Women tend to
indulge less when it comes to alcohol as compared to men, according to a recent
study. The study also considered some factors that could be responsible for
this difference in behavior.
Alcohol drinking was once considered as a male-oriented behavior by many traditional societies. With more and more women coming out of their homes for work as well as socializing, the number of women consuming alcohol is on the rise.
Alcoholism is a major problem in South Korea resulting in increased costs of medical care as well as premature deaths. Alcohol is a part of the social and professional life in South Korea; the prevalence of male drinkers of 20 years or older increased from 74.8% in 1992 to 76.3% in 2005 and that of female drinkers has reached 40.8% in 2005 in the same age group.
Information regarding drinking behavior was obtained from the Korea National Health and Nutrition Examinations Surveys. In addition, some other information was collected that included age, marital status, education level, occupational status, household income, body mass index (BMI) and stress level of each individual.
The study revealed the following:
High-risk drinking was 5 times more common in men than in women irrespective of which socioeconomic group the individual belonged to.
High-risk drinking reduced with age, especially in women. Drinking may be more common in the younger age group due to more social activities of people in this group.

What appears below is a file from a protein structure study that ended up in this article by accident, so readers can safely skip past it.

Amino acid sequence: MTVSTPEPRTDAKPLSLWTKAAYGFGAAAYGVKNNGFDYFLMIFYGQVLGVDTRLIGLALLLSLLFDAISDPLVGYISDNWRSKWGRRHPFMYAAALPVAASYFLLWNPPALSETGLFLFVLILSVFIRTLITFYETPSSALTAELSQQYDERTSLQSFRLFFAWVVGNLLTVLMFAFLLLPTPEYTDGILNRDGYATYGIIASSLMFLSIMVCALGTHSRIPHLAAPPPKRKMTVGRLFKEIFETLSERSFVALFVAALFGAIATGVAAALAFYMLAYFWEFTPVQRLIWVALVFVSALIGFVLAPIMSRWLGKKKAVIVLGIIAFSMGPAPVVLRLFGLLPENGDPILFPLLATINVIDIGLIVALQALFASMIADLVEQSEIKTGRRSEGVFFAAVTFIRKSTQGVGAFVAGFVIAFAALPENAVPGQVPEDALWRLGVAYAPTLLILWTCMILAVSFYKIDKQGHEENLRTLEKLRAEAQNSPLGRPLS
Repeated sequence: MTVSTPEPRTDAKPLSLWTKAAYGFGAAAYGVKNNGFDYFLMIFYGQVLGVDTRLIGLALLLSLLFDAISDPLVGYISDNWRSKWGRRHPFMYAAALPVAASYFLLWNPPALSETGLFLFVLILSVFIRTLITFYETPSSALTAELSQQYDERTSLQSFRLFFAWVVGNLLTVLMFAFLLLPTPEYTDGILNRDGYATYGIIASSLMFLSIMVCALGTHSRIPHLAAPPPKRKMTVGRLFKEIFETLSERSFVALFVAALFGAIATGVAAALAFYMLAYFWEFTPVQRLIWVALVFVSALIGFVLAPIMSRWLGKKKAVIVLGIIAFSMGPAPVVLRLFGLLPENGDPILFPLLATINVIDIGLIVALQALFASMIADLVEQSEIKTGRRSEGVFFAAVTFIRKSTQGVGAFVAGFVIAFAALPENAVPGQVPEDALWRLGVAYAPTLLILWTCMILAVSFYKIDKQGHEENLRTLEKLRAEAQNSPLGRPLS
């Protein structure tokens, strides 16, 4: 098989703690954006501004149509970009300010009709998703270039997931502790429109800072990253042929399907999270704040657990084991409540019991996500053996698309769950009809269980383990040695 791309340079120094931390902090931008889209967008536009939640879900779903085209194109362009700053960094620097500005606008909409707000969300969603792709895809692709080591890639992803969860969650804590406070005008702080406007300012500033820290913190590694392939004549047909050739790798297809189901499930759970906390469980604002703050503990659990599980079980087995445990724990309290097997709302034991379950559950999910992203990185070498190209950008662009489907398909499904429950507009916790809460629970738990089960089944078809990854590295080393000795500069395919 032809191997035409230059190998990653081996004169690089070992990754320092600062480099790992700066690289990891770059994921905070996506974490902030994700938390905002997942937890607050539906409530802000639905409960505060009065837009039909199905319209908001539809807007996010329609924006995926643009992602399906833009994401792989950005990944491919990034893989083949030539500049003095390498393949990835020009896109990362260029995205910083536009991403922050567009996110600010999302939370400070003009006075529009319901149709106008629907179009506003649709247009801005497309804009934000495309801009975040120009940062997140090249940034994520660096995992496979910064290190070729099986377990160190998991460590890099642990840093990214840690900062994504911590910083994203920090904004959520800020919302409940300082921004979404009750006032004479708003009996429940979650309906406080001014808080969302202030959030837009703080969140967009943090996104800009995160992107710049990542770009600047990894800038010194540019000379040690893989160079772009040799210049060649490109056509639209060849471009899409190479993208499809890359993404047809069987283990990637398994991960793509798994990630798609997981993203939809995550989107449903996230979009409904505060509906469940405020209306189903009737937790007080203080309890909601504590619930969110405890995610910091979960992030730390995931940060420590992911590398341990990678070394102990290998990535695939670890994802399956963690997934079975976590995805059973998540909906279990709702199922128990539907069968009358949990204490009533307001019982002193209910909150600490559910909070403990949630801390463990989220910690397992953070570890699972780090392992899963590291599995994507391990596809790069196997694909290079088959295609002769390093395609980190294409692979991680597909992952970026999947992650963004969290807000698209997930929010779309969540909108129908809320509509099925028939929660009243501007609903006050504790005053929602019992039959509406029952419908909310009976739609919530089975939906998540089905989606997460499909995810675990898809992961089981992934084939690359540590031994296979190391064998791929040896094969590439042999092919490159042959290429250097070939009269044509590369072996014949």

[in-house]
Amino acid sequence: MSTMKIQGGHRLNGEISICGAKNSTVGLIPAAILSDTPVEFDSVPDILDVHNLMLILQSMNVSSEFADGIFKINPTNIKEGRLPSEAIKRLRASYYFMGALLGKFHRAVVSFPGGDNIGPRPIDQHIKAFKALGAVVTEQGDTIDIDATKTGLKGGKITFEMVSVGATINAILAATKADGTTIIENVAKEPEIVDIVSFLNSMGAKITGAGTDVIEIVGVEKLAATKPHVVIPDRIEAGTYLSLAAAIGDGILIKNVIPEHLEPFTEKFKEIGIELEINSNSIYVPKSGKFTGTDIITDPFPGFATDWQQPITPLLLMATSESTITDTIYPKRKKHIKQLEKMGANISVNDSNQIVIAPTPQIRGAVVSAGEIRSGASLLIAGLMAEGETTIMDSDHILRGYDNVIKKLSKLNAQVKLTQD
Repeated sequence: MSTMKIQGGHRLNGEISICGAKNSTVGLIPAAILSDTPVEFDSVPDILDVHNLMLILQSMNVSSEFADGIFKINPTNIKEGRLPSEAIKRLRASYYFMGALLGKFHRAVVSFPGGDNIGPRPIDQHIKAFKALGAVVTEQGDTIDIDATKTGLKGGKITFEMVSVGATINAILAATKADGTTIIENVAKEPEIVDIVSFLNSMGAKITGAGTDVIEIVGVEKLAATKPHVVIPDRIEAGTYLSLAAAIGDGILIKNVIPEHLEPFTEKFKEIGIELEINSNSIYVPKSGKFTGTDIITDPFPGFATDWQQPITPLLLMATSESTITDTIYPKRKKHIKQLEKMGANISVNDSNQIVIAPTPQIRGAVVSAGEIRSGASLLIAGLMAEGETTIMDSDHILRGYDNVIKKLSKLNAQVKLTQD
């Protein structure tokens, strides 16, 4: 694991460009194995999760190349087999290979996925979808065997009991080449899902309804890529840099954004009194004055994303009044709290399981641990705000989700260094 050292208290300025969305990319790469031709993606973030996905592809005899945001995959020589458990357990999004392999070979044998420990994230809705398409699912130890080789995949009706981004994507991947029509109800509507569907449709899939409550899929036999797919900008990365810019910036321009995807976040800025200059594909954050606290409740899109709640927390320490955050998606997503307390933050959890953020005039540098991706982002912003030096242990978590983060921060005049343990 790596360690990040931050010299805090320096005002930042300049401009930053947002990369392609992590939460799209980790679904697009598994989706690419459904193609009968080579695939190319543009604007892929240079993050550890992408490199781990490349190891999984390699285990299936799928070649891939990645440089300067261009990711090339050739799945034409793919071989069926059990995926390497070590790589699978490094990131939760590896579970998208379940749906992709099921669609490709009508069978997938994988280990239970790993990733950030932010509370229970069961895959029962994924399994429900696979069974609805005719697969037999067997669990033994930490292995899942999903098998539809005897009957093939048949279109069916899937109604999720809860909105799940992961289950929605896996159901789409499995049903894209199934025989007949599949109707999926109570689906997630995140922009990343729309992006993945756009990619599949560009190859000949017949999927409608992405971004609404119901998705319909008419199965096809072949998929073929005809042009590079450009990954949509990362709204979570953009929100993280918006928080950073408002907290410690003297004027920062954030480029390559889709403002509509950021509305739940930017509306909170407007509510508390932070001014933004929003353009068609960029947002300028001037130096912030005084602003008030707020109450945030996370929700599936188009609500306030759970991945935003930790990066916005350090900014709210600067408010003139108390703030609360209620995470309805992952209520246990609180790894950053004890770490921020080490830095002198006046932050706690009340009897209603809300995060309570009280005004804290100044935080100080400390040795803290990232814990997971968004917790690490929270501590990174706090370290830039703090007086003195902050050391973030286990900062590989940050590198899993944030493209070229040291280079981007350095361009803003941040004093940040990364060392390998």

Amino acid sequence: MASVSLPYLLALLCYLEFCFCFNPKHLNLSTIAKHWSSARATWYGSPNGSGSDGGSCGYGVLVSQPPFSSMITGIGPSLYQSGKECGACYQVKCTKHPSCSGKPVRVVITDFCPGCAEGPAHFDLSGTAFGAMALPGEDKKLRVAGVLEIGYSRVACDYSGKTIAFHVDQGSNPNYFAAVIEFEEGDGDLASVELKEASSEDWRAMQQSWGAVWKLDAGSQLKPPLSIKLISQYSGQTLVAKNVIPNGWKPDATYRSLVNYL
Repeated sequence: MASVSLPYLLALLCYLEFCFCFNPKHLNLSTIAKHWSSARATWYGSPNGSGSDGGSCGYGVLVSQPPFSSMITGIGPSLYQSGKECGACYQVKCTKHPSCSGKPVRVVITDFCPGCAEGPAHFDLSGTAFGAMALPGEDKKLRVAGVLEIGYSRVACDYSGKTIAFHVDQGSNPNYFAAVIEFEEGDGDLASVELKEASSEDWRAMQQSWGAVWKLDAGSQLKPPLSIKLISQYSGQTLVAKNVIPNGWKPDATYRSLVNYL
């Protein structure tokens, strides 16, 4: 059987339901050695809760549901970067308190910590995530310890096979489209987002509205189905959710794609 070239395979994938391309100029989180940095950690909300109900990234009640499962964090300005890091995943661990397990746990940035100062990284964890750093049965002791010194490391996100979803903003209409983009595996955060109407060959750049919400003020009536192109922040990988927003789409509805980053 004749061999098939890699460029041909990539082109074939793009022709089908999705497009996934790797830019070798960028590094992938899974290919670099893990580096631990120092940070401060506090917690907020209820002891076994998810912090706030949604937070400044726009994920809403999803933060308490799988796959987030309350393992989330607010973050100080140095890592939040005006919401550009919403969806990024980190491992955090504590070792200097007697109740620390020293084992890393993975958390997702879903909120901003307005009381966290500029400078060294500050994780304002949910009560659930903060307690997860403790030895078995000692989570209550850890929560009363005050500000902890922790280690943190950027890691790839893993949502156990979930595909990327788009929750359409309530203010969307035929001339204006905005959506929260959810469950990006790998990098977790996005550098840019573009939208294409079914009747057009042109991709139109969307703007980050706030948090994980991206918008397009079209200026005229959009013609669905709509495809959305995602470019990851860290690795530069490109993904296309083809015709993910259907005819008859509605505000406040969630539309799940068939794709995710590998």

Being married reduced high-risk drinking more in women than in men. This reduction in women may be due to two reasons: One, women may be discouraged from drinking post-marriage in the male-dominated society. Secondly, women may be less likely to lead unhealthy lifestyles post-marriage.
Higher levels of education reduced high-risk drinking especially in women. This could be because highly educated people were more aware of the risks associated with alcohol consumption.
Working in a manual job increased the high-risk drinking especially in women.
Higher incomes lead to more high-risk drinking in men. This may be because of their ability to pay more for the alcohol.
Higher levels of stress were associated with high-risk drinking especially in women. Alcohol is one of the ways employed by the people to reduce stress, as was evident by the study.
Thus, despite of limitations in the study, the study could help to formulate policies against high-risk drinking separately in men and women, by understanding the various factors responsible for this situation.
1. Woojin Chung, Seung Ji Lim and Sun Mi Lee. Why is high-risk drinking more prevalent among men than women? Evidence from South Korea. BMC Public Health 2012, 12:101 doi:10.1186/1471-2458-12-101
Please use one of the following formats to cite this article in your essay, paper or report:
Dr. Simi Paknikar. (2012, February 24). High-risk Drinking: Differences in Men and Women. Medindia. Retrieved on May 28, 2022 from https://www.medindia.net/news/healthinfocus/high-risk-drinking-differences-in-men-and-women-97935-1.htm.
Dr. Simi Paknikar. "High-risk Drinking: Differences in Men and Women". Medindia. May 28, 2022. <https://www.medindia.net/news/healthinfocus/high-risk-drinking-differences-in-men-and-women-97935-1.htm>.
Dr. Simi Paknikar. "High-risk Drinking: Differences in Men and Women". Medindia. https://www.medindia.net/news/healthinfocus/high-risk-drinking-differences-in-men-and-women-97935-1.htm. (accessed May 28, 2022).
Dr. Simi Paknikar. 2021. High-risk Drinking: Differences in Men and Women. Medindia, viewed May 28, 2022, https://www.medindia.net/news/healthinfocus/high-risk-drinking-differences-in-men-and-women-97935-1.htm.